Functionality of Intrinsic Disorder in Tumor Necrosis Factor-α and Its Receptors

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cytokine, intrinsic disorder, intrinsically disordered protein, post-translational modifications, protein–protein interactions, tumor necrosis factor-α

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Tumor necrosis factor-α (TNF-α) is a pleiotropic inflammatory cytokine that exerts potent cytotoxic effects on solid tumor cells, while not affecting their normal counterparts. It is also known that TNF-α exerts many of its biological functions via interaction with specific receptors. To understand the potential roles of intrinsic disorder in the functioning of this important cytokine, we explored the peculiarities of intrinsic disorder distribution in human TNF-α and its homologs from various species, ranging from zebrafish to chimpanzee. We also studied the peculiarities of intrinsic disorder distribution in human TNF-α receptors, TNFR1 and TNFR2. Analysis revealed that cytoplasmic domains of TNF-α and its receptors are expected to be highly disordered. Furthermore, although the sequence identities of analyzed TNF-α homologs range from 99.57% (between human and chimpanzee proteins) to 22.33% (between frog and fish proteins), their intrinsic disorder profiles are characterized by a remarkable similarity. These observations indicate that the peculiarities of distribution of the intrinsic disorder propensity within the amino acid sequences are evolutionary conserved, and therefore could be of functional importance for this family of proteins. We also show that disordered and flexible regions of human TNF-α and its TNFR1 and TNFR2 receptors are crucial for some of their biological activities.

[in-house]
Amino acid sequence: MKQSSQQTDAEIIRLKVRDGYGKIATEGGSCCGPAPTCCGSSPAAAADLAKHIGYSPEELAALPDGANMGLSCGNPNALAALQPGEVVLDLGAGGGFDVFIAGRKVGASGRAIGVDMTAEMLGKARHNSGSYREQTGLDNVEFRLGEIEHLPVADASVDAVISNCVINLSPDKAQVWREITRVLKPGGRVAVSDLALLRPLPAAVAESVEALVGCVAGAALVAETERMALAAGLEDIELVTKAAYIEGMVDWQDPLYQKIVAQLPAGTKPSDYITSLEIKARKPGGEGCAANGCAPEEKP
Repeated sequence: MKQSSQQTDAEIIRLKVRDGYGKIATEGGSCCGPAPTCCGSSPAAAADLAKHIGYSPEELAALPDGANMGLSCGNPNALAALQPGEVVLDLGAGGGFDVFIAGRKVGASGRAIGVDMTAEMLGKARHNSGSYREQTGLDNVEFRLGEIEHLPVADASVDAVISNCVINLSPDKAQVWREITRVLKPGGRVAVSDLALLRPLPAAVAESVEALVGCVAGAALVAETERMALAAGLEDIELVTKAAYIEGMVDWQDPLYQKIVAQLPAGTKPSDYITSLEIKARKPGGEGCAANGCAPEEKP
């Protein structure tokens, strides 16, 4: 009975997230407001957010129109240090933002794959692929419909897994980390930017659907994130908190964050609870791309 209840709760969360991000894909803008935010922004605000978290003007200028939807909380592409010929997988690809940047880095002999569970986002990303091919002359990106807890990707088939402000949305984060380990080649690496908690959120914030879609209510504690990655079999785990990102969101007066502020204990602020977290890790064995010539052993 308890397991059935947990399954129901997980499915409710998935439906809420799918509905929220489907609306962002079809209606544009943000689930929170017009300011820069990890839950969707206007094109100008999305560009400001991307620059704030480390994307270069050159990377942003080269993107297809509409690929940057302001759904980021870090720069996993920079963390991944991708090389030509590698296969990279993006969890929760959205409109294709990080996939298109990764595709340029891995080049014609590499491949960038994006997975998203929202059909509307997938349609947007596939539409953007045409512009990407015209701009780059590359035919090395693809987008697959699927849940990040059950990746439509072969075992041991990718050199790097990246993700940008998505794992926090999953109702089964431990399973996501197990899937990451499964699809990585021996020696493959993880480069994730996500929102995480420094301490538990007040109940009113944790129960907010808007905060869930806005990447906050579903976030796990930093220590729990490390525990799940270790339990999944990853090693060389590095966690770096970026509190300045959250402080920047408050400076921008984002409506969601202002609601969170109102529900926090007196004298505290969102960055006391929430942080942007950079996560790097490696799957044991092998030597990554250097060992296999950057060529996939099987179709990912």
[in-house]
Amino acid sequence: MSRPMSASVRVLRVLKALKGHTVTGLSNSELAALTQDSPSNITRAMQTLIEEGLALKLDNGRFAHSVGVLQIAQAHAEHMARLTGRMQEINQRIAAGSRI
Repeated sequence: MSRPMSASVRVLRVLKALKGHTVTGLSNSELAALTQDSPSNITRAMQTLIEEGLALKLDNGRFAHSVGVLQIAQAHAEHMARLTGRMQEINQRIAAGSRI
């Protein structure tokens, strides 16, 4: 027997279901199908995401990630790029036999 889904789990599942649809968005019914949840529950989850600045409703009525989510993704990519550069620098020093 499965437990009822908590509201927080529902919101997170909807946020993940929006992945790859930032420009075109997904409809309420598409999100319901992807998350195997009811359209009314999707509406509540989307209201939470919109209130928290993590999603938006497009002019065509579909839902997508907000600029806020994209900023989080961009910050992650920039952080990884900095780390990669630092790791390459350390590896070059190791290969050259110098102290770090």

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The FEBS Journal, v. 284, issue 21, p. 3589-3618